Paul Green's MSP Marketing Podcast

Episode 29: Should your MSP have its own podcast?

Paul Green's MSP Marketing Podcast
Episode 29: Should your MSP have its own podcast?
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In this week's episode

  • Google are not really in the search business, they're in the experience business. Paul's joined by an SEO expert (who also happens to be the VP of marketing at SolarWinds) to explain this and how you can appear higher in searches
  • Did you know there's a way to grow your business by 33% this year WITHOUT having to increase your activities by 33%? Paul explains the 3 simple steps that can help you achieve this
  • Also this week, having your own podcast can seem appealing, but a question from a listener prompts Paul to go behind the scenes of his own show and explain the good, bad and ugly side of creating a weekly podcast

Show notes

Episode transcription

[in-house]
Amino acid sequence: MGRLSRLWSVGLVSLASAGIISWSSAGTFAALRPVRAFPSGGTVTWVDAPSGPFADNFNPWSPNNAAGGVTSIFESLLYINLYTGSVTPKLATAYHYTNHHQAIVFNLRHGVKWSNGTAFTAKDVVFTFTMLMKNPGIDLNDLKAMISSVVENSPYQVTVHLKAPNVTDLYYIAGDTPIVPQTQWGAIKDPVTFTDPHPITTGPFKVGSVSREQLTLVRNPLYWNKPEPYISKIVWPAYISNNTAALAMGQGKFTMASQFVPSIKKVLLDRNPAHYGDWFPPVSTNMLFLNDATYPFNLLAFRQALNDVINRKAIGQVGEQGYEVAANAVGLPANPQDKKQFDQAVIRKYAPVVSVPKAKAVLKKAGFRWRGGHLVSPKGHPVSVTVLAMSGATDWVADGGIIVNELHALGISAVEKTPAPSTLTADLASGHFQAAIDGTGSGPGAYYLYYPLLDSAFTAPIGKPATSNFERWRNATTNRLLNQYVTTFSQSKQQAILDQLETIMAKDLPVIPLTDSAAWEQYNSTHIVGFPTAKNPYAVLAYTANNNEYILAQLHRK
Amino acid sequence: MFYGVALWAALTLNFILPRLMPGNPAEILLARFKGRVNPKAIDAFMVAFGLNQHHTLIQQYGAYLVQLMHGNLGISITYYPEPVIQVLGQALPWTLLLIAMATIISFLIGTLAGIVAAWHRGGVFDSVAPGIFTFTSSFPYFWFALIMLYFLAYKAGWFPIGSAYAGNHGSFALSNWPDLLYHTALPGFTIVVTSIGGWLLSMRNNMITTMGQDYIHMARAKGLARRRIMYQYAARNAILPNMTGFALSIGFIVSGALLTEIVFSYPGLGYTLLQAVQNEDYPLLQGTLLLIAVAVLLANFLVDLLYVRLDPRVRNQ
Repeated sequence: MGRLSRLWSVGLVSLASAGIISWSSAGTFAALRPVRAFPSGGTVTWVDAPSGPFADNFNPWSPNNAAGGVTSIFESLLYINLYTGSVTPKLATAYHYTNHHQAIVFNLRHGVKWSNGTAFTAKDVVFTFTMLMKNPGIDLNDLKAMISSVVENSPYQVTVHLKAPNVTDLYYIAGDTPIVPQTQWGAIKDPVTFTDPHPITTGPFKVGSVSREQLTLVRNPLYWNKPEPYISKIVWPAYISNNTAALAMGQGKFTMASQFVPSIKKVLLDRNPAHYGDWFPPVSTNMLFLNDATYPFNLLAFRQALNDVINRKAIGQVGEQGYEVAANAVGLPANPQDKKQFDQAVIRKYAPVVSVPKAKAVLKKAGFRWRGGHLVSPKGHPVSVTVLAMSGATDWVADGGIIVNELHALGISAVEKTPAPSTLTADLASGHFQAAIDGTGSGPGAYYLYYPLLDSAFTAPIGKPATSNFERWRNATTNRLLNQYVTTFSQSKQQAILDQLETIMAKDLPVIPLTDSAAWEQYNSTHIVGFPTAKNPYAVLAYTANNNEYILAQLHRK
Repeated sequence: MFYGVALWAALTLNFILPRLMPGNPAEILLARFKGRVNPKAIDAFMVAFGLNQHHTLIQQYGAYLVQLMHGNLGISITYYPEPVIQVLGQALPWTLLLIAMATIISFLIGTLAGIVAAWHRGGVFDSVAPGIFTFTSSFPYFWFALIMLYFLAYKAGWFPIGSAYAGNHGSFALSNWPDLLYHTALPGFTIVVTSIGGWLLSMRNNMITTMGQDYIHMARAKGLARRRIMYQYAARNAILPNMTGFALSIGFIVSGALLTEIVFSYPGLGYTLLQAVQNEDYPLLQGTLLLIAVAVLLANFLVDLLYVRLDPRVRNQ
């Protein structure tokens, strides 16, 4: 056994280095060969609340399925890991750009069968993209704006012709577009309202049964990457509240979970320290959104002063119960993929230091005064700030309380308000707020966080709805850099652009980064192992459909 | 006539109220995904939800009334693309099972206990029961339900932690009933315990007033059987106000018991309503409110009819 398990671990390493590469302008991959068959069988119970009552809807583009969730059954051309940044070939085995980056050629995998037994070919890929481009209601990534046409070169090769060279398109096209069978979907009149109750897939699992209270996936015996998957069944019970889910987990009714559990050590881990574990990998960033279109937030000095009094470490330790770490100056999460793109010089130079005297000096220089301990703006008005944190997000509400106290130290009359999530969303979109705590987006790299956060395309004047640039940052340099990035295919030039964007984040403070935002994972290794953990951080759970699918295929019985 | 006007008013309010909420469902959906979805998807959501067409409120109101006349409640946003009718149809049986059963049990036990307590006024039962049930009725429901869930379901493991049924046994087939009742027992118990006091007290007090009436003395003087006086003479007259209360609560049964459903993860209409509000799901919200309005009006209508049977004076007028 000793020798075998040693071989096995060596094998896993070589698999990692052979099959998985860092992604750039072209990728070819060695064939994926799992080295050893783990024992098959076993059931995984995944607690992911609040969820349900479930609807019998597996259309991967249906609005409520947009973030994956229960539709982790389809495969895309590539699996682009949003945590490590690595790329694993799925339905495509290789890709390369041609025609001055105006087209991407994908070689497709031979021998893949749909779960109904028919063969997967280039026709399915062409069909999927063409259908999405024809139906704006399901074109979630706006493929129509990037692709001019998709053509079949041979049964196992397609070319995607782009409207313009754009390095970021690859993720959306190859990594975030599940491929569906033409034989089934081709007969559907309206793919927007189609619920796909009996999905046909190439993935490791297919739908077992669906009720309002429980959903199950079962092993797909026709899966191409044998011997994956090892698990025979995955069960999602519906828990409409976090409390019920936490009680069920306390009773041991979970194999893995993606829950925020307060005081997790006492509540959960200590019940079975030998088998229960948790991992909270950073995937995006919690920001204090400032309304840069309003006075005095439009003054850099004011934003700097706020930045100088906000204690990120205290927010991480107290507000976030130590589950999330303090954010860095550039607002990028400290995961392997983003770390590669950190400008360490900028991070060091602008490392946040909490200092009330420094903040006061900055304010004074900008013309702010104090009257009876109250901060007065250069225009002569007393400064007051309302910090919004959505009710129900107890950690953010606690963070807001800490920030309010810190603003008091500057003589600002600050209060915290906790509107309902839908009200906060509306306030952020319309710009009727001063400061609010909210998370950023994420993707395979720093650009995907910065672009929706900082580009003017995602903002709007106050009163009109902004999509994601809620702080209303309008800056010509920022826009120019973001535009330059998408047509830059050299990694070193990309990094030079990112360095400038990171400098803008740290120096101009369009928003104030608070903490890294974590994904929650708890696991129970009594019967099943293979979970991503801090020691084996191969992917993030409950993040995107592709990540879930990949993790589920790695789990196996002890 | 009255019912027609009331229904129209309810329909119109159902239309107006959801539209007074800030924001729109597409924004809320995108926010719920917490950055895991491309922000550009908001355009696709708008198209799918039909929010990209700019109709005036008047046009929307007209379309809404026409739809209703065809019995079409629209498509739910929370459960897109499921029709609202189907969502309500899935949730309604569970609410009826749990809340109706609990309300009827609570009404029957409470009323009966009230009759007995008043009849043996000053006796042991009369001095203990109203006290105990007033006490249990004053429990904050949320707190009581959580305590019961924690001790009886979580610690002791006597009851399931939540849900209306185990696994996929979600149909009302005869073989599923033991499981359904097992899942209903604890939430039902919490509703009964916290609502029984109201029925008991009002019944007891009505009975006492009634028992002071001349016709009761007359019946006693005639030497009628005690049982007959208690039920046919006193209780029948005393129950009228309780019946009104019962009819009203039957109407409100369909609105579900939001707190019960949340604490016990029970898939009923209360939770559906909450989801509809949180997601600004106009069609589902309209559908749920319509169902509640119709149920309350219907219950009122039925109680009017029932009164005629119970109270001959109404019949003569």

Voiceover: Made in the UK for MSPs around the world. This is Paul Green's MSP Marketing podcast. Paul Green : It's an absolute pleasure to be back on your device for another podcast this week. And here is what I've got lined up for you. Kyle Sutton: How does Google make money? They're not really in the search business, they're in the experience business. Paul Green : We're also going to be looking at how to grow your business by 33% over the next year, and it's a lot easier than you'd think it would be, with three specific things to focus on. And I'm going to answer a question from an MSP of whether or not you should do a podcast to promote your business. Voiceover: Paul Green's MSP Marketing podcast. Paul Green : I try to support local businesses whenever I can, independent businesses. And there's a little coffee shop that was near my house for a couple of years. It was called the Coffee Bean, and it was an absolutely wonderful place to go. It was run by a family. The dad was in the kitchen, the mum was out front, the adult children were the waiters and the waitresses. And they ran that business for about, must be about two and a half, three years. And it reached a point of perfection because it was quite a big unit that they were in. And when they first opened, you know what people are like with new businesses. They flock to have a look and they're a bit suspicious, but there's something about this that they just got right on day one. The coffee was delicious. The cakes were delicious. The food was just amazing. And it was one of those places you suddenly found yourself going two or three days a week. And the weekend, if my family were like, "Should we just nip out for lunch?" I'd be like, "Coffee Bean." Paul Green : I mean, there was a Costa Coffee and a Starbucks choice as well, but I would always be like, "Coffee Bean. Let's go to the Coffee Bean." Everything about it was perfect. It was the atmosphere, it was the staff. The customers seemed to enjoy it. It was beautiful. And then around about a year ago, they sold the business. And frankly, I'm not surprised because they looked exhausted. They must have been making some pretty good money out of it, but they all of them looked just generally a bit exhausted all of the time. And I think working six days a week, 51 weeks a year, who'd want to do that in a cafe? That can't be much fun and you can't be making that much money out of it. Paul Green : Anyway, they sold the business quite easily and I'm not surprised. It was a very well run business. It was clearly churning out net profits and they sold it fairly easily. And then the new owner came in, and I'm looking at acquiring a business this year. And if I buy something that works very well, I'm not going to fiddle with that. I'm going to fiddle with the things that aren't working very well. And I'm assuming I'm going to buy some kind of business that operationally does well, but from a marketing point of view could be improved. And this guy that bought the Coffee Bean, he's a nice enough guy, but he's kind of changed it. I mean, it started with little things. They put up televisions. So the Coffee Bean has never had big televisions up. And suddenly I went in about a week after they bought it and there were big televisions up, and they were playing music videos. And you think, "Okay." But it changes the atmosphere of it. Paul Green : And then the coffee changed and then the menu changed. And it wasn't just the actual food that changed. The look of the menu changed. It went from being a nice paper based menu to being that horrible wiped down plastic, if you know what I mean, that's kind of the greasy spoon type menus. And then the menu changed again and they stopped doing half the dishes that they used to, and it all became a bit chip heavy. And then the nice cakes kind of vanished and they became Costco cakes. Paul Green : There's nothing wrong with all of these. These are all choices. And prices went down as well. That was it. Everything got a little bit cheaper. But essentially they bought something that worked very well, that churned out net profit, that was a very efficient business. And for a cafe to achieve that in a couple of years is quite impressive. And then they broke it. If you go in there these days, and I'm guessing because I've stopped going, but if you go in there these days, certainly outside of normal lockdown and quarantine, it's half empty. You just don't see the regulars that used to go in there anymore because it's just not nice. It was not cheap before. You were certainly paying a good price for what you were getting. Whereas now it's interesting, isn't it? It's cheap, it's lower quality and it's attracted a different kind of person. Paul Green : I guess what I'm trying to say with this is when something works, don't break it. It's very tempting for us to be constantly reinventing the business all the time. And so often I'm talking to some of my MSP clients and we'll be talking about PSAs, and there'll be with auto task or there'll be with this, or they'll be with that. And they just want to shift. They want to switch over almost for the sake of trying to find something else. The grass is always greener in the other PSA. And actually sometimes it's a case of look, you've got auto task or you've got ConnectWise manager, whatever you've got. Do you like it? It's okay. Does it do the job? Yeah, it's okay. Then why don't you just stick with that for a year or for two years? Because you can be constantly switching around, but maybe, just maybe you're breaking something. Maybe you're investing the business into a 10 to 20 hour project and there's no real outcome from it. There's no real bonus or benefit from switching to a different PSA. Paul Green : Look at your business right now. In fact, you can rank your business in all different areas on a scale of one to 10, where one is just awful and 10 is literally couldn't be any better. And if you were to look at your sales and marketing, at your operations, at your service desk, at your ability to generate net profit, at your management, at your leadership, at your staff, at all of these different things, how would you rank them? If you're really good at delivering a great service for clients, don't change it. Don't break it. Focus on the areas that are not good. Every single business has areas that are good and not good. And of course, as you go off and fix one area, sometimes another area breaks while your attention is diverted elsewhere. So there are always things that can be fixed in a business, but you've got to focus on those things and don't destroy the things that work just because you want to meddle with them. Voiceover: Here's this week's clever idea. Paul Green : Many MSPs think that the route to growing the business is all about getting new clients. And certainly you need to be onboarding new clients on a regular basis. It's a good systematic habit to be getting into because you do lose clients eventually, so you need to make sure that you're onboarding new ones. But in my mind, there are actually three jobs that you need to be focused on at the same time. You need to get more new clients, you need to get those new clients to buy from you more often, and you need to get your clients to spend more every single time they buy. And these three ways to grow your business were first put together by a marketing legend called Jay Abraham. Do go and Google him and look him up. I've bought, it must be 10,000, maybe 20,000 pounds worth of Jay Abraham stuff over the years, and much of today's modern marketing can really be traced back to Jay's career. He's put out some amazing stuff over the years. Paul Green : In fact, my favourite thing I bought of his was I bought about four or five years ago, I bought a hard disc and it was called A Dump of Jay Abraham's computer. And it was all of his old programs, all of his old audio. I mean, there was literally 20 years worth of stuff in there. I did find a document with Tony Robbins' mobile phone number in as well. I mean, there were thousands of documents on this thing and I didn't think I was supposed to have that document. And no, I haven't phoned it yet. Maybe one day when I've had a few wines and I'm feeling a bit brave and it's 10:00 AM California time. Maybe I'll just try it then and see if that's still a valid number. I suspect it's not. Paul Green : Anyway, Jay Abraham was talking about doing these three things simultaneously, and this is something I've adapted into my teachings and I've been talking about this for years. You can't just go and get more new clients. You've also at exactly the same time, got to increase the number of times they buy, and increase how much they spend every single time they buy, because these three things then work together to leverage up your turnover. Let me give you an example of this. I'm going to simplify it somewhat, away from actual real life business, but just to make my point. So let's say you had 100 clients and they're all on a monthly contract with you. So essentially they're buying from you 12 times a year because they're paying something monthly. Paul Green : It's a good way to think about your monthly recurring revenue clients. They're actually making 12 purchases a year from you. Isn't that great when you think about it? So you've got 100 clients buying from you 12 times a year. And let's say just for figures sake, they're spending a hundred pounds a month or $100 a month. 100 clients multiplied by 12 multiplied by a hundred pounds or $100 gives you a turnover of 120,000. Now what if we can increase all of those three areas by just 10%? so we get 10% more new clients. That means 110 clients. What if we could get them to buy a 13th time in the year? So we find something else during the year that they can buy. Let's call it a mini project. Because 12 times a year increased by 10% is they're buying 13.2 times a year. Don't worry too much about the 0.2. It means some people are buying 13. Some people are buying 12. Paul Green : They were spending on average a hundred pounds a month. If we increase that by 10% to 110 pounds a month, well, let's multiply those figures. 110 clients multiplied by 13.2, which is the number of times they buy in a year, multiplied by the average monthly spend of 110. Now, previously we had a turnover of 120,000. Just increasing those three areas by 10% increases our turnover to 159,720 pounds or dollars. That's actually a 33% increase in turnover. And yet we didn't have to increase the number of clients by 33%. We didn't have to sell them more by 33%. This is so exciting. And it's when you focus on these three things at exactly the same time, that's when you really start to see the power of growing the business strategically. Paul Green : So what does this mean in real life? Well, obviously you should be looking for new clients all the time. As often as you can onboard new clients, onboard new clients, because they do stay with you a long time. It then means getting them all onto monthly recurring revenue. I'm sure you do that anyway. No more ad hoc clients, no more break/fix clients. If you want to shift to the MSP model and you're not already there, shift to the MSP model. Just stop taking on new ad hoc or new break/fix clients. And the real win for you then is to focus on increasing average monthly spend. If you can increase the amount of money that each of your client spends with you each month, that will be such a powerful thing. And in fact, that's where the extra net profits lie. Paul Green : What we're really talking about here is great account management. It's about doing strategic reviews with your clients on a regular basis and finding out what they need, what they want and what they're scared of. Because if you can fulfil a need or you can fulfil a perceived want, or you can take that fear away from them and you will have services and products and things that you can do to achieve all of these, then that's going to be a way for you to grow your monthly recurring revenue and increase your monthly spend or their monthly spend with you the easy way. And the reason to do that with strategic reviews is simply because it's the cleverest and smartest way to do it. You don't want to be the MSP that's constantly ringing them up, asking them to buy more, but you meet with them, either every six months or 12 months to review where their business is going over the next couple of years. The sales opportunities will just present themselves. Voiceover: Paul's blatant plug. Paul Green : Did you know, we have a free community where we discuss things like this? In fact, all the things that we talk about on the podcast tend to be reflected in the Facebook group as well. It's called the MSP Marketing Facebook group. It's free to join, but only if you actually run or own an MSP. Unfortunately, and I'm sorry vendors, it's just a vendor free zone. So when you apply to join, we do ask you to post your website, just so me and my team can double check that you are indeed a proper MSP and not a vendor trying to sneak in. So grab your Facebook on your phone, go to the search bar at the top, type in MSP Marketing. And then if you go to groups and I should be the top result. You'll see a little picture of my face. And it's called the MSP Marketing Facebook group. Apply to join it. Paul Green : We normally let you in within 24 hours. And you're going to join a community of more than 800 MSPs from all around the world, talking about all the things that market and grow your business. Would love to see you in there. Voiceover: The big interview. Kyle Sutton: Hi, my name is Kyle Sutton. I'm the senior director of marketing with SolarWinds MSP. Pretty extensive background in search. So I spent about 11 years on the agency side, running digital media campaign from everything from mom and pop brick and mortars to the Fortune 100. Started in search on the paid side, moved into organic and ran teams there for many years. Paul Green : Now we all know that appearing high up in search results is absolutely critical. And for most MSPs, myself included, I'll be honest, we see SEO or search engine optimisation as a bit of a dark art. You're never quite aware of what people are doing and what you should be doing and what you shouldn't be doing, because it all seems to change so much. So, is SEO actually that difficult, Kyle, or is it something that your average MSP owner should be aware of and should be doing? Kyle Sutton: It can be challenging, but I think if you dig into what the search engine is really set out to do and start there, it makes a lot more sense. So the question I always ask is how does a business make money? And you can ask the same thing of the search engine. So how does Google make money? They're not really in the search business, they're in the experience business. So if you think about how they came to be, 20 plus years into the early days of search, the results were very, very low quality. You're talking about your lycos.com, Excite. And in these days, it was very easy to do a bunch of spammy tactics like keyword stuffing, white text on white background and do really well. And Google grew the way they did because of how successful they were at finding really relevant queries to the questions, because that's what a search is. It's a question without the wrapping of natural language. Kyle Sutton: So if you start from the perspective of how do I provide the best experience for this query, and then view your decisions through that lens, the strategies and the tactics make a lot more sense because they really are in the business of delivering the best possible experience for the query. Paul Green : So are we talking here about generating original content for websites that help Google to realise that we've got the most relevant answers to the questions that people are asking? Kyle Sutton: Exactly that. I think about SEO really in three buckets. You have one page, and that deals with the content of your site. So are you saying the right things? Are your pages keyword optimised? You have offsites, and this deals with the things external to your site that are virtually irrelevant. So these are things like inbound links. Inbound links will always be very critical for Google because that's how they started. That's kind of the secret sauce to their early days of evaluation, is that they evaluated sites based on the number of back links to that domain. They almost serve as a vote. In the context of local SEO, reviews are very, very heavily weighted. And then the last category is going to be technical SEO. So this has to deal with can the engines get to your site, understand what it's about, and index it on a regular basis? Kyle Sutton: So if you think about what an engine does, they're indexing or crawling an infinite amount of information with finite computing resources. So the easier it is from a technical perspective to make sure that Google can crawl the entirety, or visitors can crawl the entirety of your site, the more likely they are to visit your page frequently, the more likely they are to rank you well. So do I have broken pages? Are my files appropriately named? Have I done things like a site map? Mobile is massive now. It has been for some time. Is my load speed acceptable? Am I, as a site owner, providing that good experience for all users on all devices? And those are the categories. Paul Green : Should the average MSP just outsource this and hire an SEO agency? Kyle Sutton: I think agencies can be phenomenal, but you have to be really sharp around understanding what it is that you're buying. Agencies will come at this from a bunch of different angles. There are going to be some that offer an all-in-one comprehensive service, "Hey, we're going to come in and write content and do linking and help with reviews." And even in some cases, "We're going to build you a new property," or whatever. Others are more specialised. So I think the evaluation for an individual MSP comes down to how deep are you in the space? Do you understand it well? Do you have a marketing person that can oversee that relationship and direct this organisation? And then how much control do we really want to give up? Kyle Sutton: So I'm happy to have someone come in for example, and at first with optimisation of content, but then from a branding perspective, I want to be in control of my brand voice, my value prop. So even if I'm not writing everything, I want a good amount of influence. So I'd love to have a direct answer there, but the honest answer is, but it really depends on the individual circumstances of the MSP in terms of how they go about outsourcing. Paul Green : So what are the easy wins, as it were, that almost any MSP can just implement and benefit from? Kyle Sutton: The places to start are number one, understanding what am I ranking for today? It's almost a mini audit to see how the site is showing up relative to competitors. There are a ton of tools on the market to help you understand this, some of them are free and some of them paid. On the free side, it's registering for Google Webmaster Tools. Search Console is the brand as of a couple of years back. And what that'll give you is some insight into your website, through the lens of how Google sees it. So it'll tell you, "Do you have broken pages?" It'll give you, to an extent, what keywords you're ranking for. It'll help you upload your site map, alert you of any errors. That's a great starting point. On the paid side, there's a paid tool called SEMrush. And what it is, is a competitive intelligence technology that'll tell you what your site is ranking for at a deeper keyword level. It'll tell you on the Google Ad side, what your competitors are doing, and that'll give you some insight into how you're ranking and what you're showing up for it. Kyle Sutton: The other piece of low hanging fruit, and this is what then you can do on a technical perspective really in just a few minutes, is to claim your Google Business listing. So google.com/business. Everyone has a Google listing. Well, most businesses have a Google listing. It's just a matter of whether or not you claim the listing and that'll put you in a position to be in control over how you show up. So categorisation, photos. There's even a messaging feature where you can post details about your business. You know, "We're closed for this holiday or special hours or special we're running," whatever the case. That's massive because the engines, especially Google, have a bias towards their own technology. So claiming that listing is a huge step in the right direction. And then what you want to do is begin to encourage positive reviews where you can, because that's a major relevant signal. Kyle Sutton: Lastly, I would say from a technical perspective, is getting an understanding of whether or not you have all the flexibility you want in terms of being able to manage your site. So for example, it's really popular now to see sites popping up on services like Square sites, which is really just a re-scan of the wix.com. They're great, but they're also paid services. And in some cases it's not always easy to do some of the more involved technical changes you want to make. So it's looking at the back end of your property and making sure that you have sufficient buttons and levers to really rank well. Kyle Sutton: The thing that's frustrating about some of these technologies is that for example, anyone can jump on to a Square site today and spin up a property, but the rub is that on that free version, your URL is actually some flavor of a Square URL, and from an SEO perspective, unless you're a paid user, you're not going to rank organically. So just making sure you're in the best position from a technical perspective to even get started, and that'll make a really big difference. Paul Green : That's great advice. Thank you so much. Let's return to your day job, which is, of course, being the senior marketing director of SolarWinds. So tell us briefly about SolarWinds and how can we get in touch with you or with SolarWinds? Kyle Sutton: So, I'm within the MSP division of SolarWinds. So as an organisation, we've got a 20 year history of helping IT professionals do their jobs more effectively. And within the MSP business unit, we're really maniacally obsessed with helping MSPs grow and become more successful. We do that through the tools we build. So, a comprehensive suite of services to run the MSP business from the technical side, everything from remote monitoring and management to endpoint detection to password security and backup email protection, really a deep portfolio of tools to help the MSPs grow and be successful. To reach out, if anyone has questions can certainly feel free to ping me. I love helping MSPs sort through these issues both through the day job and then in terms of being a recovering agency guy, wanting to see people do really well in their marketing efforts. I'm just Kyle.Sutton@Solarwinds.com or to take a look at the product portfolio, it's just solarwindsmsp.com. Voiceover: Paul Green's MSP Marketing podcast. Ask Paul anything. Wayne Stanley: Hi Paul. This is Wayne Stanley from Iron Dome. Should I create a podcast to promote my business? Paul Green : Great question. And thanks for emailing that into me, Wayne. So should you create a podcast to promote your MSP? Well, as I'm sitting here at 6:30 AM on a bright Tuesday morning recording my podcast, my initial gut reaction is no. It's a hell of a lot of work. It really is a lot of work. I mean, this podcast takes me around about two to three hours every week, just to come up with the content, to script it out, to record it, to do the interviews, to set up new interviews. I don't do any of the editing myself. I have a lovely editor called James, who just makes me sound great. Thank you, James. But overall, he's probably putting in two, three hours in per episode. So it's six hours, let's say five to six hours of human time every single week to produce this podcast that's, what, between 20 and 30 minutes. And that's a lot of work. Paul Green : However, saying that, it has opened so many doors for me. People like Kyle, that you just heard there, I would never have been able to chat to Kyle, never if it wasn't for this podcast. And actually he approached me on LinkedIn, which is just beautiful. I've been able to chat to people at Datto. I've been able to chat to people at ConnectWise. I've met some interesting people. I've been invited to speak. I've picked up so many new clients off the back of this podcast. People who say, "Oh, we found out about you from the podcast." So I think a podcast is both a curse and a blessing at the same time. Paul Green : It's a curse because it is a lot of work. We work six weeks ahead because it suits the working patterns of me and James. And we worked together years ago in radio. So we're used to working ahead and we're used to working at a very high quality, but we also know that if we get behind, it's very, very easy to stop. It's very easy to get out of that working pattern, and we've got to be constantly pushing ourselves to make sure that we're keeping up and the podcast is ready almost a couple of weeks before it's due to be broadcast. It is a hamster wheel, but it does pay off. So if you think of doing your own podcast, the first thing I'd ask you to do is to think strategically why. What's the purpose of this podcast and what do I want to achieve from it? Paul Green : So for me, it was about building a new audience, another audience of people who perhaps don't read my blog, or they're not interested in the Facebook group, but I know the podcasts are massive with MSPs. And the second thing I asked myself was what can I do that's different to the other MSP podcasts that are out there? Because there are some fine podcasts out there. So you should do exactly the same thing. I picked MSP marketing as my angle. Ask yourself, for the audience that you want to reach, why would they listen to your podcast? What's in it for them? What podcasts are they currently listening to? Maybe you should ask your audience this. You can ask your existing clients, what podcasts do they listen to and what would be different? What would be new for them? Paul Green : Gut feel, this would work better for you if you operate within a vertical than in a geographical area. I mean, in a vertical, it would be beautiful because you could do the ... I mean, let's say your vertical is lawyers. You could do the legal tech podcast and you could make it not just about IT support, because that would be a bit boring, but you could make it about just technology. In fact, technology for lawyers would be great. And if lawyers listened to podcasts, they'd be more likely to listen to that because it feels relevant to them. So before you start, pick out your subject, ask yourself strategically, what are we trying to achieve here? What's the goal? What's the most exciting outcome that can come from this podcast? And it's probably you getting new clients or people just engaging with you, or just creating more touch points. It's another chance for you to touch potential clients. Paul Green : Now in terms of the actual production of it, you need a microphone. I use something called a Samson studio microphone. It cost me a couple of hundred quid, probably about seven years ago. It's been a great microphone. It really has. I'm just about to upgrade actually. I'm going to get a proper broadcast quality microphone, which will cost me a couple of hundred quid and I'm going to mount it on an adjustable bar because I miss being able to move the microphone and I'm going to clamp that to my desk and have a pop shield on it. And I'll perhaps post a photo in my Facebook group when I do that upgrade. Paul Green : Now I'm recording this right now in QuickTime because I have a Mac and the actual ... although we use Audacity to edit this and Audacity is open source, great editing software. I found that Audacity's pretty rubbish at actually recording audio. So on my Mac, I record it straight into QuickTime, which I've only ever lost one recording, touch word. You're probably using a Windows machine, so there'll be some audio recorder that's better for you. And you want to record that in the highest possible quality that you can. I mean, that's the easy bit. The recording of it is the easy bit. The hard bit really is the content. You've heard the format of this show and you're more than welcome to borrow the format of this show as long as you're not doing another show for MSPs. But we have a very specific format for this show because it keeps the show moving along. Paul Green : So it always starts with a bit of a tease ahead. We always then go into what I like to call the rant. It's just something that's on my mind at the moment. We always then go into a clever idea. Then I have a bit of a plug for the things that I'm trying to push at the moment. Then we go into, of course, the guest interview, and then this bit where I answer someone's question. And then we start asking for a contribution and teasing next week. And that's a very deliberate and well thought out format because it keeps the energy of the podcast going. It keeps me going. It makes it easier to plan the podcast, but also it makes it a hell of a lot easier to listen to. So I think you've got to think about your structure. Paul Green : Podcasts where it's just someone sitting, talking, or even two people sitting, talking, they have a value when those two people are either famous or they have an immense amount of interesting things to talk about. And the reality is for most of us, including myself, we just don't have the ability to do that. So a format is a very good idea. Paul Green : Other things to bear in mind with your podcast is where are you going to host it? So we host ours on something called castos.com, which is C-A-S-T-O-S.com. There are loads of podcast hosts around. We picked Castos just because it was quite an easy interface to use. We can upload it to the website. In fact, we actually load the podcast into the website and publish it directly from my website, which is beautiful. It comes bundled with something called Headliner, which is a way of pulling out a clip of the podcast and using it to promote the podcast, which is just easy. Paul Green : What else do you have to think about? Oh, I suppose you have to really think about is how long are you going to do this for? So I've made the commitment to do this for 50 weeks a year. So, we'll keep going for this. In fact, I'm going to do this this year and next year, probably the year after, because this has been so positive for me. Why would I stop doing something like this? I'll just take a break from it at Christmas time. You've got to think to yourself, are we going to do a weekly podcast that just keeps coming? Or are we going to do a series, a limited edition run? Perhaps do 10, 12 or 13 podcasts, which is a quarter of a year and then rest it for a bit and then bring out a season two. It's completely fine to do either of those. Paul Green : The one thing you've got to remember is if you're doing a weekly podcast, you've got to keep doing it the same time each week, because you build up momentum with your listeners and with yourself. Ours comes out 10:30 AM, UK time, every single Tuesday morning. And we know we can do that because we're always six weeks ahead. And that's part of our commitment. When I first started the podcast, I sat down and I recorded six episodes and that took me a couple of days to do that. And that was fine. That was my way of getting ahead and my commitment to making sure the podcasts do come out every week. So you have got to commit yourself to doing that. Paul Green : So in summary then, a podcast can be a great way to promote your MSP so long as you've got a good strategy behind it, you've got a strategic reason to doing it and not just for fun or because you fancy having a go at it. Because trust me, the fun soon melts away. I enjoy doing this podcast, but it is a little bit of a burden. And I'm always quite relieved when I finish recording each week's episode. So if you're going to do it, do it for strategic reasons, commit to either a run or to doing it every single week. And then just make sure you push it. Your first couple of podcasts are going to have very, very few people listening, but you have to keep going with it. Keep going, keep the momentum going, keep getting interesting people on, and eventually you'll get up to a point where you're getting a few hundred listens every week and it's starting to open doors for you. And when you get a client out of your podcast, that's when it really becomes exciting for you. Voiceover: How to contribute to the show. Paul Green : So Wayne emailed in that audio question for me to answer. And I'm so grateful for that, Wayne. Thank you very much. Maybe you'd like to do exactly the same thing. Just record a question on your phone and you can email it straight to me off your phone. It's hello@PaulGreensMSPmarketing.com. Voiceover: Coming up next week. Heather Harlos: It's not always the right time to ask somebody to buy something. I think that's something that salespeople miss. You probably shouldn't ask them to buy something yet. Paul Green : That's Heather Harlos from Bitdefender. She's going to be here next week talking about how marketing has changed in the digital age. We're also going to be talking about email subject lines that get more opens, which is critical. If you can't get them to open the email, how can get them to act on it? And we've got an idea of how Iron Man, yes, Tony Stark, can help you to get more new clients. See you next week. Voiceover: Made in the UK for MSPs around the world, Paul Green's MSP Marketing podcast.